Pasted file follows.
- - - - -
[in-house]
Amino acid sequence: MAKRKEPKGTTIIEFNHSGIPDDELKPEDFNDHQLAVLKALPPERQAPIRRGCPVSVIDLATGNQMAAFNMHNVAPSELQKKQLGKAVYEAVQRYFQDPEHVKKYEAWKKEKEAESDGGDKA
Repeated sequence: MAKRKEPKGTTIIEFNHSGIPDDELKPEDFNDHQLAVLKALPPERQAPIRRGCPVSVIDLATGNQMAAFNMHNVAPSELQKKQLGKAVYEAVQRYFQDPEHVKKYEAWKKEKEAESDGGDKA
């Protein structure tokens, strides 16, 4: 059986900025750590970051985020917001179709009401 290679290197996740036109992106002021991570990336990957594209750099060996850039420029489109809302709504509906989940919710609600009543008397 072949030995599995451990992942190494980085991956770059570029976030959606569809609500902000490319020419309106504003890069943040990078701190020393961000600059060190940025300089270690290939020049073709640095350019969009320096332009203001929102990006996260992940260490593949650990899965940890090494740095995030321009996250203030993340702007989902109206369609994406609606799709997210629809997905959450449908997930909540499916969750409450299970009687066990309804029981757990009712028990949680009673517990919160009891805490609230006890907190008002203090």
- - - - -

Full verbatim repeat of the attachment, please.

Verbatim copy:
[in-house]
Amino acid sequence: MAKRKEPKGTTIIEFNHSGIPDDELKPEDFNDHQLAVLKALPPERQAPIRRGCPVSVIDLATGNQMAAFNMHNVAPSELQKKQLGKAVYEAVQRYFQDPEHVKKYEAWKKEKEAESDGGDKA
Repeated sequence: MAKRKEPKGTTIIEFNHSGIPDDELKPEDFNDHQLAVLKALPPERQAPIRRGCPVSVIDLATGNQMAAFNMHNVAPSELQKKQLGKAVYEAVQRYFQDPEHVKKYEAWKKEKEAESDGGDKA
């Protein structure tokens, strides 16, 4: 059986900025750590970051985020917001179709009401 290679290197996740036109992106002021991570990336990957594209750099060996850039420029489109809302709504509906989940919710609600009543008397 072949030995599995451990992942190494980085991956770059570029976030959606569809609500902000490319020419309106504003890069943040990078701190020393961000600059060190940025300089270690290939020049073709640095350019969009320096332009203001929102990006996260992940260490593949650990899965940890090494740095995030321009996250203030993340702007989902109206369609994406609606799709997210629809997905959450449908997930909540499916969750409450299970009687066990309804029981757990009712028990949680009673517990919160009891805490609230006890907190008002203090």